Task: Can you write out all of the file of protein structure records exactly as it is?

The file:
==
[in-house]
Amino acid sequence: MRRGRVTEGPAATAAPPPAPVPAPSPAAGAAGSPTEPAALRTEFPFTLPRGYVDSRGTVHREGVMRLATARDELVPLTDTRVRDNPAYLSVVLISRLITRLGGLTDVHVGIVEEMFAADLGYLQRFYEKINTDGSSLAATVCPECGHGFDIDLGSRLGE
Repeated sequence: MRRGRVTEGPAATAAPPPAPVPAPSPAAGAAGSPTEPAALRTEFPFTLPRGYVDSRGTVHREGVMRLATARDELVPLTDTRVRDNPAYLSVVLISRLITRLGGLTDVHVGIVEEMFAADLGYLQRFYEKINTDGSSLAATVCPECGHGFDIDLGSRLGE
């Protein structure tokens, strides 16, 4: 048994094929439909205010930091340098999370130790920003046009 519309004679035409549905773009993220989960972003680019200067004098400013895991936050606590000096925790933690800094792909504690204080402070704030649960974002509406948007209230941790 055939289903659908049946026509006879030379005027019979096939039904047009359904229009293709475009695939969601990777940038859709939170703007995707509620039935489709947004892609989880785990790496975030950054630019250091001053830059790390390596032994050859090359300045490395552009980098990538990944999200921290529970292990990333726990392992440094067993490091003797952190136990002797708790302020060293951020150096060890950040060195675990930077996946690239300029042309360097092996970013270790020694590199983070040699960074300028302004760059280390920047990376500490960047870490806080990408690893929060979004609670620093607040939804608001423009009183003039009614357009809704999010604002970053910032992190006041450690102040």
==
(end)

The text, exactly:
[in-house]
Amino acid sequence: MRRGRVTEGPAATAAPPPAPVPAPSPAAGAAGSPTEPAALRTEFPFTLPRGYVDSRGTVHREGVMRLATARDELVPLTDTRVRDNPAYLSVVLISRLITRLGGLTDVHVGIVEEMFAADLGYLQRFYEKINTDGSSLAATVCPECGHGFDIDLGSRLGE
Repeated sequence: MRRGRVTEGPAATAAPPPAPVPAPSPAAGAAGSPTEPAALRTEFPFTLPRGYVDSRGTVHREGVMRLATARDELVPLTDTRVRDNPAYLSVVLISRLITRLGGLTDVHVGIVEEMFAADLGYLQRFYEKINTDGSSLAATVCPECGHGFDIDLGSRLGE
């Protein structure tokens, strides 16, 4: 048994094929439909205010930091340098999370130790920003046009 519309004679035409549905773009993220989960972003680019200067004098400013895991936050606590000096925790933690800094792909504690204080402070704030649960974002509406948007209230941790 055939289903659908049946026509006879030379005027019979096939039904047009359904229009293709475009695939969601990777940038859709939170703007995707509620039935489709947004892609989880785990790496975030950054630019250091001053830059790390390596032994050859090359300045490395552009980098990538990944999200921290529970292990990333726990392992440094067993490091003797952190136990002797708790302020060293951020150096060890950040060195675990930077996946690239300029042309360097092996970013270790020694590199983070040699960074300028302004760059280390920047990376500490960047870490806080990408690893929060979004609670620093607040939804608001423009009183003039009614357009809704999010604002970053910032992190006041450690102040």